Sikorsky S-38 Flying Boat Amphibian
With as many as 12 seats, 900 hp, and amphibious capabilities, the S-38 was a very useful airplane. Used by both corporate operators and airlines, the airplane proved itself as a long term airliner in several parts of the world. With its retractable landing gear, the airplane could be taxied in and out of the water, thus eliminating the need to load passengers at sea and also eliminating the need for a runway at either end of the trip.
The airplane was ideal for inter-island work; four were used for many years in Hawaii. Johnson's Wax also used an S-38 as an executive airplane, and it proved itself very useful in a South American exploration flight in search of Carnauba trees.
The company recently commissioned a replica of this airplane and reenacted the trip to South America. There was a single-engine version of this basic design, the S-39, which was also a very successful airplane for Sikorsky.
This is the Sikorsky S-38 model that won the FG Modeling Madness (FGMM) 2010 best in class prize.
I love this design. I copied the S-38 at 1:100 (wingspan 9 inches) onto the back white side of Red River Silver paper, traced over all the ribs, windows and hatch lines with a ball point pen to bring them into relief, and then built it silver side out. The struts are stiffened by folding around basswood strips. The engine cylinders and wheels are built with the printed/white side out, for contrast. -Robert
Chip, It's just great to see these Sikorsky's up on fg, I know its been a lot of work for everybody, Dave, yourself, Mauri, but I think it is so very cool to have the ability to model these marvelous birds. Good job guys!!!! glenv (the designer)
Am in the middle of the S38 build - another remarkable model! I took the liberty of contacting Johnson Wax, to let them know that the model existed. They are more than a little in love with the S38. Not only did they build a replica and fly it to Brazil, they just went to Indonesia and found the original, that sank in 1938. I hope they will finance you to make a "Spirit of Carnauba" version of the plane. Robert Tauxe, Atlanta
I'm traveling, so I can't send any photos until I get home, but there are still issues with the S-38. First, did you notice that the photo on the web site seems to be missing a couple of struts. Like the rear struts on the right wing? I looked and looked, but I swear that they aren't there. Second, either the long wing struts or the marks for where they go on the top wing are wrong. If they are made the length they are printed, they are way short of the marks. I think the marks are in the wrong place.
Finally, the S-38 is a real bear to put together. I think I finally got it right, and I took some close ups of the strut arrangements that you might post. The drawings and instructions do not make it clear where all of the struts go. The interleaves engine mount struts and cabanes are absolutely weird. Also, the mounts for the floats on the lower wing bear no relationship to the three views. They look like upside down v's on the assembly drawing, but they look like parallel verticals on the drawing. They certainly don't match the fiduciary marks on the floats.
I improvised. There is no way to put this
thing together without some kind of jigs. I built the top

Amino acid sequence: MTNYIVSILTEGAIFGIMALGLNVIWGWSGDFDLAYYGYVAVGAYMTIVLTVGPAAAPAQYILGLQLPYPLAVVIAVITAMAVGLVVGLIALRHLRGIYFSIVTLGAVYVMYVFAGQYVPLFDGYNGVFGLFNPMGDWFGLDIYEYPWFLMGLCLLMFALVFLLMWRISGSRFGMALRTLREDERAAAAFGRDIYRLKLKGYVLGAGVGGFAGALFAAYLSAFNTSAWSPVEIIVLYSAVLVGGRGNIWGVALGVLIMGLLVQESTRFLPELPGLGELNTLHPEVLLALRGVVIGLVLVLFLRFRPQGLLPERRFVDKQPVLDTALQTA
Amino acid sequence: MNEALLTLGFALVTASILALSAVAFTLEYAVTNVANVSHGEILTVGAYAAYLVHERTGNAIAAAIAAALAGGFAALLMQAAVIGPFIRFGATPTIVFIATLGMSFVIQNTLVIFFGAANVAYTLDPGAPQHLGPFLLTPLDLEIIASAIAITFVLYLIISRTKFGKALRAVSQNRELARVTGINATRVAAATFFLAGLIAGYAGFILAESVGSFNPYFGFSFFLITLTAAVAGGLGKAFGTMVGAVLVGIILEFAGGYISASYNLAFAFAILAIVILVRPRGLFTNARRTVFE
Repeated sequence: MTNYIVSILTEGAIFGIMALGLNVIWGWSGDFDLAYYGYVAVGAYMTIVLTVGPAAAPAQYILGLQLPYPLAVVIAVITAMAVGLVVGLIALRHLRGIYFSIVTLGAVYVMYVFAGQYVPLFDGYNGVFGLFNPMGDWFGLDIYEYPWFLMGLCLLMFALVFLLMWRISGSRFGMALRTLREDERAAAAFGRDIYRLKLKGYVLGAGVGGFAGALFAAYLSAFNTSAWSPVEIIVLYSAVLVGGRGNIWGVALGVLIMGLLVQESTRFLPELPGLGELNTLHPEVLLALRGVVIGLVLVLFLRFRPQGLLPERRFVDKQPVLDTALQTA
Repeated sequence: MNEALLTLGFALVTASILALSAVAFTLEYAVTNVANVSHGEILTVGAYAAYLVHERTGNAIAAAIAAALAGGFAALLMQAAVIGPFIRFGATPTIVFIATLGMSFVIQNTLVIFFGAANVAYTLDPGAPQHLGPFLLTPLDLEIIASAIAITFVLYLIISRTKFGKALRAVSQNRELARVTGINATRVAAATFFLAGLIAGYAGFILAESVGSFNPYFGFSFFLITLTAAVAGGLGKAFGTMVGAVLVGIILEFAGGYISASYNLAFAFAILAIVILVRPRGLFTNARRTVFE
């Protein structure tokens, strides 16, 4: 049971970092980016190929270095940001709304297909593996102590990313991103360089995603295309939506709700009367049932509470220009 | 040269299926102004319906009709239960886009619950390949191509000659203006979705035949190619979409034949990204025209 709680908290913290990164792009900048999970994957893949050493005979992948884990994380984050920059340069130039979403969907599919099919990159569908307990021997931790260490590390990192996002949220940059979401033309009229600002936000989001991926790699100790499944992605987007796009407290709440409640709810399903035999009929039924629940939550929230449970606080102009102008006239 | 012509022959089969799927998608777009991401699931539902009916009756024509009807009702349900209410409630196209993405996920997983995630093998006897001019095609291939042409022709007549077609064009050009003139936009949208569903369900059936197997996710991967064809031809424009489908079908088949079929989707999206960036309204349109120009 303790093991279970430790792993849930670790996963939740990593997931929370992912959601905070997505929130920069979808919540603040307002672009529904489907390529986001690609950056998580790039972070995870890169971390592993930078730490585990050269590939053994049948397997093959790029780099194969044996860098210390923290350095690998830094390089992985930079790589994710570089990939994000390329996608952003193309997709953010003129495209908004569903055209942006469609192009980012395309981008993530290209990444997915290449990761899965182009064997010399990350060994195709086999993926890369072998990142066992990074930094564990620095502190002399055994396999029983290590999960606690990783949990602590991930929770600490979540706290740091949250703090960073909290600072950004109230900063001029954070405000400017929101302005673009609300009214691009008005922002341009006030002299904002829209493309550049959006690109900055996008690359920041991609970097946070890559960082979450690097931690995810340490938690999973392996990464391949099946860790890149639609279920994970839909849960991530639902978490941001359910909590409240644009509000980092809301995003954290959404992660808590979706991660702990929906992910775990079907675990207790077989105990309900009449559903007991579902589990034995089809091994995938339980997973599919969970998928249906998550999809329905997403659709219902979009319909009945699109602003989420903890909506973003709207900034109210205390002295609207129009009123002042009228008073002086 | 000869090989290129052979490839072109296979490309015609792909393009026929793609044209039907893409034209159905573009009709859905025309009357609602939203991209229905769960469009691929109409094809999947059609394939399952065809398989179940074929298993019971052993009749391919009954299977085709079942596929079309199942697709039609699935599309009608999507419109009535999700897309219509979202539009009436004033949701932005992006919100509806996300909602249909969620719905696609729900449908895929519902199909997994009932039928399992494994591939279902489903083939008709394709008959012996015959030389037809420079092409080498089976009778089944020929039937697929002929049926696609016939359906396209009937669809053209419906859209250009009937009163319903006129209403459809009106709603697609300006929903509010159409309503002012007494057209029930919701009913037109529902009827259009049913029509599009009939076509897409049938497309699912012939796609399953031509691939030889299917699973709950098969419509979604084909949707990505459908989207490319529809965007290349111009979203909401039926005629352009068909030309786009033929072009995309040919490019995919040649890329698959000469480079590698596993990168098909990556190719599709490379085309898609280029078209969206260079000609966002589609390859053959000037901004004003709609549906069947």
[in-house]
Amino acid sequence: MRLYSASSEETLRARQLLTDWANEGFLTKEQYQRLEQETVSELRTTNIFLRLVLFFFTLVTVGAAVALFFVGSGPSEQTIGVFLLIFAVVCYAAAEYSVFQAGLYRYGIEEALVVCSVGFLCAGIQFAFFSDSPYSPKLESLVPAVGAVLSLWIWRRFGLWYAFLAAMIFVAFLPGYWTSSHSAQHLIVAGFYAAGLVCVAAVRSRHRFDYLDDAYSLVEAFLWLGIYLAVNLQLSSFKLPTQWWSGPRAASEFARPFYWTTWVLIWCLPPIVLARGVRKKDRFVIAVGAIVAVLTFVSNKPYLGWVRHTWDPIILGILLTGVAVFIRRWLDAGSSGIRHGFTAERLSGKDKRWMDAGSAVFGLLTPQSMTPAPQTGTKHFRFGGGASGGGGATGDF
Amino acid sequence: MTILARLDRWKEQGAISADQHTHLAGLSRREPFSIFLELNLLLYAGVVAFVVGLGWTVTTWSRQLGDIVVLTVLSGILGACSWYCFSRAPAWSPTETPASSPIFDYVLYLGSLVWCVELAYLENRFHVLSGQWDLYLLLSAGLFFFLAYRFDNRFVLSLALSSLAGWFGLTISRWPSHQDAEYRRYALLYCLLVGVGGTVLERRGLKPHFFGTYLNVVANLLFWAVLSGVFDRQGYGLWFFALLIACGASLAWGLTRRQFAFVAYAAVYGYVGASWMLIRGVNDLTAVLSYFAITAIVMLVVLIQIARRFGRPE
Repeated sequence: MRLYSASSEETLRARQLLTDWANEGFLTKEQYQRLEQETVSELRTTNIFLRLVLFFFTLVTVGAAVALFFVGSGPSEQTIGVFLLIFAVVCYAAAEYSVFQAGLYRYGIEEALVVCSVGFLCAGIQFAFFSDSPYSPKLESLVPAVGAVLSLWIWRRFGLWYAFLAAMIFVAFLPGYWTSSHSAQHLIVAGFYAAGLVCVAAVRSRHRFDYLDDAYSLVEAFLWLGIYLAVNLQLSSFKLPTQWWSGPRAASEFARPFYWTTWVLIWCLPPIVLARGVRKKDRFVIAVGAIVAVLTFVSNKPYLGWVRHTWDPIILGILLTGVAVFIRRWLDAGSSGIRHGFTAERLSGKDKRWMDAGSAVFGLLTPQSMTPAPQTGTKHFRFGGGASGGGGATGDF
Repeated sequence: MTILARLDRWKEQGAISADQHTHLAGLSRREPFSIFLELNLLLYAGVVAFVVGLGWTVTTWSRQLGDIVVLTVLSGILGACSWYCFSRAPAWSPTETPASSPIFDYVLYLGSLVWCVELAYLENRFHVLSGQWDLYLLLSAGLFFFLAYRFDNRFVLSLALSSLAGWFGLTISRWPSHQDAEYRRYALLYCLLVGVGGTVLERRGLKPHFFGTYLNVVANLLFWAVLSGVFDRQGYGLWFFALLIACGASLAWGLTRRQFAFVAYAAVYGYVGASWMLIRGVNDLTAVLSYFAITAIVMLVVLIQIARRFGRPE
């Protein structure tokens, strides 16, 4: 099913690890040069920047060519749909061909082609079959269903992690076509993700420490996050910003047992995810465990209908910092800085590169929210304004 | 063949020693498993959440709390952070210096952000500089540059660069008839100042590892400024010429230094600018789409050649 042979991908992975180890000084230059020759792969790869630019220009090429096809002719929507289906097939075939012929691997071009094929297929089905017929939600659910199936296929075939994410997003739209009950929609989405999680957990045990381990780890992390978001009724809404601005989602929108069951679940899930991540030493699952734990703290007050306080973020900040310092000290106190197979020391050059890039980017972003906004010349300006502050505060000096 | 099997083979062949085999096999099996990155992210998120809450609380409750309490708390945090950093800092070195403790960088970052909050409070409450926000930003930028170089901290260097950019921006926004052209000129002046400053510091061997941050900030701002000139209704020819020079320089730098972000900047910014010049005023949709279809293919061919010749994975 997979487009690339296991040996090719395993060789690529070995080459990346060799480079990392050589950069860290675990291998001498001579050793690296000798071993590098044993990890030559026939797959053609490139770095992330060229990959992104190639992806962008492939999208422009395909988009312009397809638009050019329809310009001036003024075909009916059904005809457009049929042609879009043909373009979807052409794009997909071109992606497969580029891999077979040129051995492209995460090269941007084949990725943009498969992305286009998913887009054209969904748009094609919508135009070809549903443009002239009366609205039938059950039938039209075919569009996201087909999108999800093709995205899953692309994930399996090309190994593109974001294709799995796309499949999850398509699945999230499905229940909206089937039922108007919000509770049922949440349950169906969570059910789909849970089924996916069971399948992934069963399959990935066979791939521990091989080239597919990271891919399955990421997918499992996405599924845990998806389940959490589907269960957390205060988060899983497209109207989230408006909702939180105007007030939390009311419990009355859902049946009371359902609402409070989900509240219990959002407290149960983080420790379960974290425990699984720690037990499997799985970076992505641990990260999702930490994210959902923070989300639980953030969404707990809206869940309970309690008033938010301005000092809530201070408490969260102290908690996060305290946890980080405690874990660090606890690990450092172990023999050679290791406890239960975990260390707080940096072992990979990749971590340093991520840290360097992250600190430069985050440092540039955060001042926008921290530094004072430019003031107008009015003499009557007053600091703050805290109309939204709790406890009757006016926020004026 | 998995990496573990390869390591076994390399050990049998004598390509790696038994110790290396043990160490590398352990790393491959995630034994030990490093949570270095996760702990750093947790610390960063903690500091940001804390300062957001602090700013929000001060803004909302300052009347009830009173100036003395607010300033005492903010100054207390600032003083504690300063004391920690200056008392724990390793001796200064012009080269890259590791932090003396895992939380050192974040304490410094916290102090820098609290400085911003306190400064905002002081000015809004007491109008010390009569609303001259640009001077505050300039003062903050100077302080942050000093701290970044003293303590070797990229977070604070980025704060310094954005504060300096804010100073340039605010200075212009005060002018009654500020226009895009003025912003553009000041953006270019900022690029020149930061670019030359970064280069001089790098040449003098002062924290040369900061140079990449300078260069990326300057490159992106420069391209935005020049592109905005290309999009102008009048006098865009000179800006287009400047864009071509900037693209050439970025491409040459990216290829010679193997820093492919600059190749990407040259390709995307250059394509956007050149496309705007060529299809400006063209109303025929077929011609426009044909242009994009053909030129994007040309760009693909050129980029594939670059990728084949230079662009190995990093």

wing, booms, engines, and tail all together. The best way
I found to mount the wing is to use the strut above the
center of the fuselage and then built the triangle that
holds the booms to the fuselage. This tripod is a sort of
stable configuration for mounting the rest of the struts.
But there's still a lot of fiddling and weaving necessary
to get the remaining struts in place. As usual, the booms
are solid, laminated from many sheets of paper, and all
of the struts are at least four layers thick.
The S-38 and S-39 are absolutely beautiful models. I've built all of your airplanes (several more than once), and these guys are off the charts in skill level required. Even worse than the Focke-Angels helicopter.
I wonder if some of the discrepancies I've found are a result of your handing off to your apprentices.
Dave Finkleman (see below)
Not the most elegant flying boat, being variously
described as the “Ugly Duckling”, "Flying tadpole”,
and “ A collection of airplane parts”, the S-38 was
the first commercial success for the fledging Sikorsky Corporation.
Being amphibian, the design was very versatile. Pan American operated
the S-38 primarily around the Caribbean.
The original S-38 came from the fertile mind of Igor Sikorsky. More than 100 were built and sold. Its success helped bankroll the Russian engineer for his most challenging design yet: another type of aircraft called....wait for it...a helicopter.
Imagine this wonderfully sleek, 1930s-era speedboat, handcrafted in expensive hardwoods and lavishly decked out in cabin upholstery, curtains and appointments befitting a classy yacht. Now rig up a couple of wings and slap on two 450-hp Pratt & Whitney R-985 Wasp Junior engines, and you've got the quintessential Terry and the Pirates-era amphibian: the Sikorsky S-38 Flying Boat. The handcrafted stringers and elegant lines of the "hull" favor the lines of a classic speedboat more than an airplane. It's only with the wings and the addition of two Pratt & Whitney engines that the craft's true mission becomes evident.
Below are a few progress views Glen sent in as he was figuring out the design
Specifications for the Sikorsky S-38
Capacity: 10 passengers
Length: 40 ft 3 in
Wingspan: 71 ft 8 in
Height: 13 ft 10 in
Wing area: 720 ft²
Empty weight: 6,000 lb
Loaded weight: 10,480 lb
Powerplant: 2× Pratt & Whitney
R-1340 Wasp 9-cylinder air-cooled
radial engines, 400 hp each
Maximum speed: 120 mph
Range: 750 miles
Service ceiling: 16,000 ft
Rate of climb: 750 ft/min
Wing loading: 14.5 lb/ft²
Power/mass: 0.08 hp/lb
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